In this first part of two series-articles I introduced, what I called Epicurus’ beast, the deductive problem of evil as presented by Hume and Mackie. In the second part I presented analytical Christian philosopher Alvin Plantinga’s response, reception and status of logical problem evil in contemporary philosophy of religion. My aim is to show the contribution of Plantinga’s work since the mid-1960’s that is believed by majority of philosophers both theists and nontheists’, to have provided the answer to Epicurus’ beast.
In 3rd century A.D. Diogenes Laertius’ De Reum Natura brought to light Epicurus’ (341-270 B.C.), who is believed to be the architecture of the logical problem of evil, beast that challenged the existence of an all powerful (omnipotent) and all loving (omni-benevolent) God.
The “Epicurean paradox” beast claimed that if God existed, He is a benevolent and omnipotent being. If God were benevolent and omnipotent, then there would be no evil. But there is evil, therefore a benevolent and omnipotent God does not exist. Evil, according to this beast, is logically incompatible with existence of an omniscient, omnipotent and benevolent God. If true, this beast would tear down all who believe in the existence of such a God.
David Hume invoked the voice of the beast when he remained his readers that “Epicurus’ old questions are yet unanswered”. He wrote about God,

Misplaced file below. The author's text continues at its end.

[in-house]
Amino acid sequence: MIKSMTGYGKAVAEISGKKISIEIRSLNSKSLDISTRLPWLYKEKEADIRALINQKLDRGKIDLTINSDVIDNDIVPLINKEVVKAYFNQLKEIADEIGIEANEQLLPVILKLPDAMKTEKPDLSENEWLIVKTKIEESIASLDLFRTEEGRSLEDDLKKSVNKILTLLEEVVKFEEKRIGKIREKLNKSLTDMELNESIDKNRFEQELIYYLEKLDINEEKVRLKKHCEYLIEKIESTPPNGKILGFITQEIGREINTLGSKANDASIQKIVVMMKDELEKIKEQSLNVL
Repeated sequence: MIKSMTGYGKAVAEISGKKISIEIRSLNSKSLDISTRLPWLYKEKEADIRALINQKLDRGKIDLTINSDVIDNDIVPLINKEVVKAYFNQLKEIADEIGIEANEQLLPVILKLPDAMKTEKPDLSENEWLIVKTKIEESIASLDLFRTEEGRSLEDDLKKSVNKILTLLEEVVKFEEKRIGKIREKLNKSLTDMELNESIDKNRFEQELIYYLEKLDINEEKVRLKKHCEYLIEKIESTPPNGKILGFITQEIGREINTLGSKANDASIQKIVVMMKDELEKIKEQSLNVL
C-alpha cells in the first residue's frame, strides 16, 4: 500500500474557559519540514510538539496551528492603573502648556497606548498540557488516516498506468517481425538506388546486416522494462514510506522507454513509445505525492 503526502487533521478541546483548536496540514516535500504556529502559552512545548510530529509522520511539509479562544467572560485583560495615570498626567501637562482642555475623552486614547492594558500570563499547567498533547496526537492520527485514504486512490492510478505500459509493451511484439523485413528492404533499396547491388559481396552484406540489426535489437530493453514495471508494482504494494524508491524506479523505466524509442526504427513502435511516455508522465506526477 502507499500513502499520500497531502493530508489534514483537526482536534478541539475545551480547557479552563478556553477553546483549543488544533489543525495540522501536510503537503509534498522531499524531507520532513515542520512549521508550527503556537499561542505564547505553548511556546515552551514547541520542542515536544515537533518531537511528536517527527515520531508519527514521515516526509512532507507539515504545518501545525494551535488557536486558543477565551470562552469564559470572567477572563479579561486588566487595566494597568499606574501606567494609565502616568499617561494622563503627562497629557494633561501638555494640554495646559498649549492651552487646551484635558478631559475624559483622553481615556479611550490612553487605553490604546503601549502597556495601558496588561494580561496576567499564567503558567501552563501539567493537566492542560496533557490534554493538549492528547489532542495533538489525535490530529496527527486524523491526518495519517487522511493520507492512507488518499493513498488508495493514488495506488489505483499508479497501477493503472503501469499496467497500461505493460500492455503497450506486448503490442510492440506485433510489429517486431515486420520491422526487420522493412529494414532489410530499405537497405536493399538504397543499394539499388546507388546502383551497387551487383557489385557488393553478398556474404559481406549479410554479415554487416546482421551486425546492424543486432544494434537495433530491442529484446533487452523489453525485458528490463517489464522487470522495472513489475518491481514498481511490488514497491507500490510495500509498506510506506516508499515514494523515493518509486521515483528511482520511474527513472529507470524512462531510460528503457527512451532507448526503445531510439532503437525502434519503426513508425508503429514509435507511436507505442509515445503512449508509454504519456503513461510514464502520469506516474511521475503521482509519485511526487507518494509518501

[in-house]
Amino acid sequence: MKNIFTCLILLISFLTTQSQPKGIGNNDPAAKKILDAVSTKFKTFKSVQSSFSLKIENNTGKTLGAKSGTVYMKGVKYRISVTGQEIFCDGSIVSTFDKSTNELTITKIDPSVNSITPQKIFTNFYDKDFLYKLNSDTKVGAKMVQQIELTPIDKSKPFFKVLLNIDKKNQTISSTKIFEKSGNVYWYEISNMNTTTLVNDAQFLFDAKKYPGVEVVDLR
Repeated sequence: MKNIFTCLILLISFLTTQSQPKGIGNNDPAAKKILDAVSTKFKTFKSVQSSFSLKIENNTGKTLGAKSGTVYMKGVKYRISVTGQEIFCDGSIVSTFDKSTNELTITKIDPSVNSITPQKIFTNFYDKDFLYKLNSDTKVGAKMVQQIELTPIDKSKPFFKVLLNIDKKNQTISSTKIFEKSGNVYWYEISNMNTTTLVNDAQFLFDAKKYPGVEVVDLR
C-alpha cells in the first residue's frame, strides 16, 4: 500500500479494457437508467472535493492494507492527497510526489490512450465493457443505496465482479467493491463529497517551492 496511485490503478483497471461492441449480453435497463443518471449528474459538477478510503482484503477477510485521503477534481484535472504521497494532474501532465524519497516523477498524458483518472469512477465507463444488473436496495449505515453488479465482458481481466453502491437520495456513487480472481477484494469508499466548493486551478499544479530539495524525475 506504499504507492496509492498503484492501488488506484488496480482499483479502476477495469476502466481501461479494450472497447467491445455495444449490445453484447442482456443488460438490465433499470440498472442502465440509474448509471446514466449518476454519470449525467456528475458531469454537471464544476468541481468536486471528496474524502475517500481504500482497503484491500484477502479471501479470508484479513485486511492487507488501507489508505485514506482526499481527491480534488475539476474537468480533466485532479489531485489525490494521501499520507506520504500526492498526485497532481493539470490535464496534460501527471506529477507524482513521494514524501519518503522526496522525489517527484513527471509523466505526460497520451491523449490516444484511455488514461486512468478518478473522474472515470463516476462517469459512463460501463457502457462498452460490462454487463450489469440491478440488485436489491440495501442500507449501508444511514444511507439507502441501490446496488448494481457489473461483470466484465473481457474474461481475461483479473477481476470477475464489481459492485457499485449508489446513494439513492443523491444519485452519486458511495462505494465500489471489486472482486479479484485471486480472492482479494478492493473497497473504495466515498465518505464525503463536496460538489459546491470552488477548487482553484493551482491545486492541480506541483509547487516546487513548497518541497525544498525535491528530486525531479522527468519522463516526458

“Is he willing to prevent evil, but not able? Then is he impotent. Is he able, but not willing? Then is he malevolent. Is he both able and willing? Whence then is evil?”(Hume 1779: 186)
“In its simplest form the problem is this:” wrote J. L. Mackie, “God is omnipotent; God is wholly good; and yet evil exists. There seems to be some contradiction between these three propositions, so that if any two of them were true, the third would be false.” (Mackie 1971:92)
- God exists
- God is omnipotent
- God is whole good
- Evil exists
Plantinga began by challenging logical problem of evil’s defenders to clarify where, they believe, lays a contradiction. He wrote “to make good his claim the atheologian must provide some proposition which is either necessarily true, or essential to theism, or a logical consequence of such propositions”(Plantinga 1967:117) to show that existence of God and evil are in logical contradiction since proposition 1-4 does not contain explicit contradiction.
Mackie agreed with Plantinga and he provided those missing propositions. He wrote,
“According to traditional theism, there is a god who is both omnipotent (and omniscient) and wholly good, and yet there is evil in the world. How can this be? It is true that there is no explicit contradiction between the statements that there is an omnipotent and wholly good god and that there is evil. But if we add the at least initially plausible premisses that good is opposed to evil in such a way that a being who is wholly good eliminates evil as far as he can, and that there are no limits to what an omnipotent being can do, then we do have a contradiction. A wholly good omnipotent being would eliminate evil completely; if there really are evils, then there cannot be any such being.”(Mackie 1982: 150)
3a. A wholly good omnipotent being would eliminate evil completely.
If 3a. is true, then Mackie is correct that theologians do have a contradiction(3a and 4) in their belief and thus necessarily false. But is it true that God being wholly good omnipotent being would eliminate evil completely?